When seventeen weeks and five days after the conception of the Blessed Virgin had gone by (that is to say, five days before Anna’s pregnancy was half accomplished), I saw Our Lady’s holy mother lying asleep in her bed in her house near Nazareth.
Then there came a shining light above her, and a ray from this light fell upon the middle of her side, and the light passed into her in the shape of a little shining human figure.
In the same instant I saw Our Lady’s holy mother raise herself on her couch surrounded by light. She was in ecstasy, and had a vision of her womb opening like a tabernacle to enclose a shining little virgin from whom man’s whole salvation was to spring.
I saw that this was the instant in which for the first time the child moved within her. Anna then rose from her couch, dressed herself, and announced her joy to the holy Joachim. They both thanked God, and I saw them praying under the tree in the garden where the angel had comforted Anna.
It was made known to me that the Blessed Virgin’s soul was united to her body five days earlier than with other children, and that her birth was twelve days earlier.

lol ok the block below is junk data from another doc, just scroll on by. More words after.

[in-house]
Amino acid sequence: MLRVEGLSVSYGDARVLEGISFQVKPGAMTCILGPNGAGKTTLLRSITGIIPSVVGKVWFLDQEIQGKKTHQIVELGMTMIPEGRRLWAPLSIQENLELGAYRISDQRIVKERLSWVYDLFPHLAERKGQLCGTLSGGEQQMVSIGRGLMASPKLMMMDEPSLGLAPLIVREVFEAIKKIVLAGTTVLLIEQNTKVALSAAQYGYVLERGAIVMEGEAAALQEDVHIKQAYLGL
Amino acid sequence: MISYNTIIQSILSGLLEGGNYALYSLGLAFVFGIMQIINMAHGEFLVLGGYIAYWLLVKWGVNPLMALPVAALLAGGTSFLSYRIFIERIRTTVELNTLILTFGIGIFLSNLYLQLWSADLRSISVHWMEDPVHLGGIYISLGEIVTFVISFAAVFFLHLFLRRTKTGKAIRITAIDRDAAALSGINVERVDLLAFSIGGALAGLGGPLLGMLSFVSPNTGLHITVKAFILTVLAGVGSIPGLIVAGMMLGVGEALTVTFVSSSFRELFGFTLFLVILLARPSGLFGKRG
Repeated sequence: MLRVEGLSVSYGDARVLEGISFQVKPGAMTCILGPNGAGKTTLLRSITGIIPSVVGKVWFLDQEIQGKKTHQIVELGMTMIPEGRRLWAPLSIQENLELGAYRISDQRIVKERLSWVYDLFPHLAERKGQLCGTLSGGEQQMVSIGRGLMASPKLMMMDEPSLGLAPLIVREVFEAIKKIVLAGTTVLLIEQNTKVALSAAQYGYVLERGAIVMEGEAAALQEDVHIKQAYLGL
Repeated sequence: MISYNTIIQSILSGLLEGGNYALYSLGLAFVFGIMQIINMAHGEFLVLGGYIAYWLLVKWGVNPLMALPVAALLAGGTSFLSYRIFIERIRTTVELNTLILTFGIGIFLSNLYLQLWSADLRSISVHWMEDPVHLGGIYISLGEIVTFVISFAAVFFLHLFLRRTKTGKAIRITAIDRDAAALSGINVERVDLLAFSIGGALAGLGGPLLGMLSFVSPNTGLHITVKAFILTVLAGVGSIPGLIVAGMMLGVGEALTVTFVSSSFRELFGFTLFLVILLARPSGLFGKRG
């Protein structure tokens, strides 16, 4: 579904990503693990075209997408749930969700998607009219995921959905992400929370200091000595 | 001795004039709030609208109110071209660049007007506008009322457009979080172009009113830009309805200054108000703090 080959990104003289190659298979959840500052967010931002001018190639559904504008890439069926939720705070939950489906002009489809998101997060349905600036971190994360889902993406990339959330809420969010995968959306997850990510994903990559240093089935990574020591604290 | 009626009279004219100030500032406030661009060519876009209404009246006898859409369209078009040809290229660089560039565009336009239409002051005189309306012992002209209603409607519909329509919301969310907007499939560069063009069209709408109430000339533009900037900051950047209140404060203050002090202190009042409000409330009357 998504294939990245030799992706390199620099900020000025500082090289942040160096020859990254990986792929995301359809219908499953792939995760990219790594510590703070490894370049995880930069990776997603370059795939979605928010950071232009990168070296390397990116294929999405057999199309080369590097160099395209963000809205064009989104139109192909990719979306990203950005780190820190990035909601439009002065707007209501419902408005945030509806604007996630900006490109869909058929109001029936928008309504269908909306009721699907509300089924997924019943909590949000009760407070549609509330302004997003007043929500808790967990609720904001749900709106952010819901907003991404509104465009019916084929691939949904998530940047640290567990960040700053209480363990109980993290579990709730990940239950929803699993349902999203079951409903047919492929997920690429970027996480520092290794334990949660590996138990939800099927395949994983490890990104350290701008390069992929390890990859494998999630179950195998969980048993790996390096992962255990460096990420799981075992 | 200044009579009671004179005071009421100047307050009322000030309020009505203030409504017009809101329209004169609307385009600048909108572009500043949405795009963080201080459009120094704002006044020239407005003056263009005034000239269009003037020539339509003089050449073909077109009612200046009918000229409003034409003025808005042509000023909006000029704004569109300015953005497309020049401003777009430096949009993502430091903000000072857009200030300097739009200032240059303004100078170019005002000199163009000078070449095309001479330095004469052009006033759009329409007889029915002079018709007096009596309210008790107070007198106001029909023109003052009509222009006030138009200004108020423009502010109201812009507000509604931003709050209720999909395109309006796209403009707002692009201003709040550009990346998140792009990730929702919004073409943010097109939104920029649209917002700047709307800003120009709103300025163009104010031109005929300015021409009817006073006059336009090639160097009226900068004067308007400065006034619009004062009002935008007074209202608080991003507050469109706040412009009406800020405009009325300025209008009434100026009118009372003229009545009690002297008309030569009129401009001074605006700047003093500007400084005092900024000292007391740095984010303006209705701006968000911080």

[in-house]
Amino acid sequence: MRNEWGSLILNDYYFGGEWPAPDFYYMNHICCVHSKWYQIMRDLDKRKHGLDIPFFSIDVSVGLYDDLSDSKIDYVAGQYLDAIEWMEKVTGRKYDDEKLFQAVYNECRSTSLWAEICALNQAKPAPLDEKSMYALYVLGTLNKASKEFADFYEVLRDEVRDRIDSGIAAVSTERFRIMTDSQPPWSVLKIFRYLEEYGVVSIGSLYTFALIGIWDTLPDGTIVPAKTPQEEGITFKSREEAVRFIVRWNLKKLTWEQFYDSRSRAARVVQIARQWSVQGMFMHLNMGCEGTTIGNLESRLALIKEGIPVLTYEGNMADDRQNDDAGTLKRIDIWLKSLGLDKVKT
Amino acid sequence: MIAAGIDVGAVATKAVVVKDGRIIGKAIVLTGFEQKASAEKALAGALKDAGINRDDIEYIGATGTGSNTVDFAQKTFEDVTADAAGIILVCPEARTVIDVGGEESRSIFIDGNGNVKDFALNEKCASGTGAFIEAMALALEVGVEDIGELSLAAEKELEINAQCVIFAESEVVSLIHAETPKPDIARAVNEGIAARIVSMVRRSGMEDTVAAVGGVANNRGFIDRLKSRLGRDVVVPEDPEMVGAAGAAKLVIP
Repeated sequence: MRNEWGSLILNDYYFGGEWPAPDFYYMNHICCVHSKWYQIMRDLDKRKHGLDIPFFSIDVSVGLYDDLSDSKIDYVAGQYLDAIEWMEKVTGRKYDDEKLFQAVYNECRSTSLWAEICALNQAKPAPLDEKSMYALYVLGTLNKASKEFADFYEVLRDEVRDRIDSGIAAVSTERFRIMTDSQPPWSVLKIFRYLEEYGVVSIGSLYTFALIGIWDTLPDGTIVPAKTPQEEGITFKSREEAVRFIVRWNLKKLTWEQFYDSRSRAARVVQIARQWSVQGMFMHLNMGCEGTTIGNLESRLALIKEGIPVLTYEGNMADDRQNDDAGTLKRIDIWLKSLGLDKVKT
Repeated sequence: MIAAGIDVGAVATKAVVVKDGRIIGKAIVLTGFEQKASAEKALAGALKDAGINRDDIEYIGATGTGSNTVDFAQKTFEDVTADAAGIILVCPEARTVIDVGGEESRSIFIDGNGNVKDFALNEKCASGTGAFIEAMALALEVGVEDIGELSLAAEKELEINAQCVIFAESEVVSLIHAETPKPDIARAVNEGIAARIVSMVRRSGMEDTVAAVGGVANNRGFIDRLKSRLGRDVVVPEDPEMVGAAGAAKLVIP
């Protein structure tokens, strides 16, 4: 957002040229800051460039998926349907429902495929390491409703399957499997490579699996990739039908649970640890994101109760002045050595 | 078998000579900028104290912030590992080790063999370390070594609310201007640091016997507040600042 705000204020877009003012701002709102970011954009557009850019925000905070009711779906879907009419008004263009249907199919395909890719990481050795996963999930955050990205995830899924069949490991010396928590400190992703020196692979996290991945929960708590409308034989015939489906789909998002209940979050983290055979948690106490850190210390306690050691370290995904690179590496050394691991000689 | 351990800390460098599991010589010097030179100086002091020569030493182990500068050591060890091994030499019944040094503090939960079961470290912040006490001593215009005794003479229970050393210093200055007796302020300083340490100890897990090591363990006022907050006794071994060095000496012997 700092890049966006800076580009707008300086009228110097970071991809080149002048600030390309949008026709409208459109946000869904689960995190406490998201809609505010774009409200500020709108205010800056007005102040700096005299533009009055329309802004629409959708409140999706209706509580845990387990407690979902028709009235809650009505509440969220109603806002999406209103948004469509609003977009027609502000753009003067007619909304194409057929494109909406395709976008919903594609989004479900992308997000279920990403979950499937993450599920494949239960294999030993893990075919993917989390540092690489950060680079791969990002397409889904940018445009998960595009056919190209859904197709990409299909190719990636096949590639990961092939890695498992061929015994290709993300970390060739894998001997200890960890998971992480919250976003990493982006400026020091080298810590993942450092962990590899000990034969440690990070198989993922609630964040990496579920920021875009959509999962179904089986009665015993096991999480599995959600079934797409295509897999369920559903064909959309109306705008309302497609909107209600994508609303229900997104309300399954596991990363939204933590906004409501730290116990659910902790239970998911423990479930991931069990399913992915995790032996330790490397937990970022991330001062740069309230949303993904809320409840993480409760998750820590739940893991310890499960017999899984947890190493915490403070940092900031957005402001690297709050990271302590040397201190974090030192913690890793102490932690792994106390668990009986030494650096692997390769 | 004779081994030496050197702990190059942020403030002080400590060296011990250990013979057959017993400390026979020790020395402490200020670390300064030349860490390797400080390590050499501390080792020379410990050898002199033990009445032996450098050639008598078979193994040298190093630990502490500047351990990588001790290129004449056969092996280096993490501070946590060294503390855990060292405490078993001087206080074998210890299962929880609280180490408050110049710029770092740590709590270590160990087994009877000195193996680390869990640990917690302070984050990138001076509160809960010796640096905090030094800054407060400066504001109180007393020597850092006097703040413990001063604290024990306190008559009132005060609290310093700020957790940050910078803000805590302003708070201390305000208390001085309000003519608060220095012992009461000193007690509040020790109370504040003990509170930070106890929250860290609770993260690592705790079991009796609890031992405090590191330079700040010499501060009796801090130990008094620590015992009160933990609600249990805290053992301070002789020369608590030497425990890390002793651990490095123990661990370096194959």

Several days before Our Lady’s birth Anna had told Joachim that the time was approaching for her to be delivered.
She sent messengers to Sephoris, where her younger sister Maraha lived: to the widow Enue (sister of Elisabeth) in the valley of Zabulon; and to her niece Mary Salome at Bethsaida; asking these three women to come to her.
I saw them on their journeys. The widow Enue had a serving-lad with her; the other two women were accompanied by their husbands who, however, went back on approaching Nazareth.
I saw that on the day before Anna was delivered Joachim sent his many manservants out to the herds, and among Anna’s new maidservants he kept in the house only those who were needed.
He, too, went out into his nearest pasture. I saw that Anna’s firstborn daughter, Mary Heli, looked after the house. She was then about nineteen years old and was married to Cleophas, one of Joachim’s chief shepherds, by whom she had a little daughter, Mary Cleophas, now about four years old.
After praying, Joachim chose out his finest lambs, kids, and cattle, sending shepherds to take them to the Temple as a thank-offering. He did not return home until nightfall.
I saw the three cousins arriving at Anna’s house in the evening. They went to her in her room behind the hearth and embraced her. After Anna had told them that the time was near for her to be delivered, they stood up and sang a hymn together: ‘Praise the Lord God; He has shown mercy to His people and has redeemed Israel and has fulfilled the promise which He gave to Adam in Paradise that the seed of the woman should crush the head of the serpent,’ and so on.
I can no longer recite it all by heart. Anna prayed as though in ecstasy. She introduced into the hymn all the prophetic symbols of Mary. She said: ‘The seed given by God to Abraham has ripened in me.’